Pilgrims had to face marketing

Much like popular vacation spots today have made tourism a key part of the local economy, pilgrimage sites could dramatically change the income of an otherwise obscure town (or at least boost visitor numbers in an already bustling city). While places like Canterbury didn't exactly have a medieval tourism bureau, a pilgrim-based economy nonetheless sprang up in this and many other holy sites. Though shrines like churches and chapels and their custodians were ultimately answerable to church officials, they were typically allowed to do what they wished with pilgrim donations, like assisting the poor or funding church building projects.

Shrine custodians who were getting anxious about their site's revenue didn't necessarily sit around and hope for a miracle. Some took the most holy relics and brought them on tour in an attempt to generate both awe and extra donations from local communities. Others kept careful records of all the miracles generated by their relics, which could act as a handy publicity tool to keep the pilgrims coming. 

Of course, a shrine had to get a pilgrim-attracting relic in the first place. While some spots like Canterbury had relics that came ready-made with the site, others had to purchase holy relics (or what were believed to be holy relics) from a quasi-sanctioned black market that dealt in pieces of the saints.

Indulgences sullied the reputation of the medieval pilgrimage

Many pilgrims were willing to literally go the distance to humble themselves, come into contact with the holy, and generally improve the state of their souls. But, as the Middle Ages wore on, more people went on pilgrimage to take a bit of a spiritual shortcut. They were seeking indulgences, essentially a guarantee straight from the Church that a given action (or donation) would wipe one's sinful slate clean. That's certainly what Pope Boniface VIII said in A.D. 1300, when he promised that pilgrims who made it to Rome would be granted a complete pardon of their earthy sins, known as a plenary indulgence.

Attractive as the concept may have seemed to people who believed in the painful reality of hell and purgatory, indulgences were controversial. Many opponents of the practice claimed that this was cheating, pointing out that indulgences were more likely to be granted to people who made hefty donations to church projects. For some, the practice got to such an extreme that they simply didn't want to play along anymore. Martin Luther kickstarted the Protestant Reformation in 1517 partially because he claimed that the faithful couldn't simply buy their way out of hell.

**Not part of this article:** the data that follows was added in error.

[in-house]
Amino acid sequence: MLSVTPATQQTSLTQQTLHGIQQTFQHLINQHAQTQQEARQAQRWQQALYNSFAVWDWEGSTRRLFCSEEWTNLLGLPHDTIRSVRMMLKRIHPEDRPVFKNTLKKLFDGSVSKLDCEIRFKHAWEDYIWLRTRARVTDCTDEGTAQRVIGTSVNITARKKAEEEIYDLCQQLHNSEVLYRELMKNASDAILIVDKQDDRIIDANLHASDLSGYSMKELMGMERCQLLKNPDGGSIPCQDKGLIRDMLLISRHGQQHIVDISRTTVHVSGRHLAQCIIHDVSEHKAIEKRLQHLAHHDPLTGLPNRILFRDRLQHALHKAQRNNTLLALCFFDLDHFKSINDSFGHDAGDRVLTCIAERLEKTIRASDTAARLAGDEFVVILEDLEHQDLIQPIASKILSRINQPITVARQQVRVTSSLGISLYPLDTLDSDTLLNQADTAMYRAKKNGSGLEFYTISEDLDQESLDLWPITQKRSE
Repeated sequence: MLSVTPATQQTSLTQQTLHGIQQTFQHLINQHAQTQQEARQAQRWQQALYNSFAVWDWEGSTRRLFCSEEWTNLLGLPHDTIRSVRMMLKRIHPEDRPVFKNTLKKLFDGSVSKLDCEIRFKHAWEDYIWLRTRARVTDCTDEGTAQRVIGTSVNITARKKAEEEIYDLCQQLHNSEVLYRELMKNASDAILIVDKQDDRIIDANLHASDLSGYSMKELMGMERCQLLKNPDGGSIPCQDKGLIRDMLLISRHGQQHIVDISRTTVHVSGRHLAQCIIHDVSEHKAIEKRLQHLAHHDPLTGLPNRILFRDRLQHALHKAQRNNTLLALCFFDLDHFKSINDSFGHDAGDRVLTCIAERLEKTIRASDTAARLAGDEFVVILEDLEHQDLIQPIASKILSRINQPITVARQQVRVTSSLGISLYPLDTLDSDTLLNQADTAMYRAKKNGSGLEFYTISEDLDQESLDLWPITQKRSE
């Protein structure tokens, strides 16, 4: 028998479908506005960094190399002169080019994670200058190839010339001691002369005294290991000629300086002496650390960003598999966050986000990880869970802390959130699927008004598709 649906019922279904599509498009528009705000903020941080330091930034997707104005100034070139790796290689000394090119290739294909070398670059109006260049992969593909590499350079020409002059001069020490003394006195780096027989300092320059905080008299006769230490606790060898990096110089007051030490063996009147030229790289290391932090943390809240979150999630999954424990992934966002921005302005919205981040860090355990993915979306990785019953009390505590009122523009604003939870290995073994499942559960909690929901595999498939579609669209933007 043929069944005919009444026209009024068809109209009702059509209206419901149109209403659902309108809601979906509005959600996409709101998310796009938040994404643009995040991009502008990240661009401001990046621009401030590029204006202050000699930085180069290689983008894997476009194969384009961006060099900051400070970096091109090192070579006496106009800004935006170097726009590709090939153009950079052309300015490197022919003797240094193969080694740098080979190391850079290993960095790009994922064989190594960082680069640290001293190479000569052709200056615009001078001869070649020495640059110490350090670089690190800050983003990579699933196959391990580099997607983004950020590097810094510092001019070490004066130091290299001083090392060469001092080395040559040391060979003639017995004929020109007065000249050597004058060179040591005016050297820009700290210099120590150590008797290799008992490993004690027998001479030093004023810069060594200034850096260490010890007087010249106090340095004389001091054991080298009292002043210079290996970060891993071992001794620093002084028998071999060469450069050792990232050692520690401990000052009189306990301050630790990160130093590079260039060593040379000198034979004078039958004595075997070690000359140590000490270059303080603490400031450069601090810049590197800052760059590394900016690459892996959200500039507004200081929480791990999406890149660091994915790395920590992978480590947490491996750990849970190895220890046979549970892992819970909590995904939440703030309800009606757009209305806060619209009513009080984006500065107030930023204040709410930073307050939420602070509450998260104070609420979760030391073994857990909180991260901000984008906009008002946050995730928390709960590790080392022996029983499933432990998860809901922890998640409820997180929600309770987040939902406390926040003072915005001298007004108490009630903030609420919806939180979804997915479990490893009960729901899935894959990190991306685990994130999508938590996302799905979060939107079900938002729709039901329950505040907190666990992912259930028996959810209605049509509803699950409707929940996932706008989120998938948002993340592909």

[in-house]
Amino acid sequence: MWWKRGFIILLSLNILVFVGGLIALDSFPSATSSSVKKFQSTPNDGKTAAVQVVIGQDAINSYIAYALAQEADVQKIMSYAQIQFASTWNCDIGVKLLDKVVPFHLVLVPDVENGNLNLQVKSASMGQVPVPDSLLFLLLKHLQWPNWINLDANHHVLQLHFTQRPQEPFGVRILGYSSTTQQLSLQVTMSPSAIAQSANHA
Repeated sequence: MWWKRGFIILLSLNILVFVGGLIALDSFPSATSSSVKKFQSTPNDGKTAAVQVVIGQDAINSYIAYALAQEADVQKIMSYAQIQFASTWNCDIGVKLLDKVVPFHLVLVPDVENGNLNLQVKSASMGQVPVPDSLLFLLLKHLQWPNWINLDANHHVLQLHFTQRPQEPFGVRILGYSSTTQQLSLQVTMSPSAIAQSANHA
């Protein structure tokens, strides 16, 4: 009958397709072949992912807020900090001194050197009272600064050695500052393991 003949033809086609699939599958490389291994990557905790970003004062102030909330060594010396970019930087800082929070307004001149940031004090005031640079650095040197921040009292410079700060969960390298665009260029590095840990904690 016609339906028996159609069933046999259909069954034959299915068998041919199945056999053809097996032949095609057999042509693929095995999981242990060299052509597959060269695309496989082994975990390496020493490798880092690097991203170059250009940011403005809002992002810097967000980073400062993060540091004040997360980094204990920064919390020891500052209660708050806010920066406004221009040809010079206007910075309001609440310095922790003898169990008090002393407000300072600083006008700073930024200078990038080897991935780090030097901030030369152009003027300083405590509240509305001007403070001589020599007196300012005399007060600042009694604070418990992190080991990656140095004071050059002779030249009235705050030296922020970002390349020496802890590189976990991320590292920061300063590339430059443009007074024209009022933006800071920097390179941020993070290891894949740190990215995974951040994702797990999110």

Pilgrimage souvenirs were popular

Of course, someone couldn't be expected to travel on an arduous pilgrimage and not return with something to show the folks at home. In an era before branded plastic tchotchkes, airbrushed t-shirts, and other gift shop ephemera cluttered up our lives, souvenirs were still a thing. For medieval pilgrims, their own little relic of the journey often took the form of a badge purchased from a pilgrimage site. Most were made from malleable, easily-acquired metals like tin or lead and were sold at a low cost. They might have simply marked someone as a pilgrim to a given place, while fancier ones spoke to a given pilgrim's deeper pockets.

It's not entirely fair to take these little metal badges as mementos, however. They were also believed by many to carry some of the power of the original pilgrimage site, especially if they had been placed in direct contact with a holy relic. These badges may have also helped discourage pilgrims who might have otherwise snapped off a bit of the original shrine to take home. Other medieval badges, which included fantastical depictions of human genitals, were also possibly used as protective talismans against disease, as historian Winston E. Black told Atlas Obscura. Of course, it's always possible that medieval pilgrims — who were as human as we are, after all — just thought these naughty badges were funny.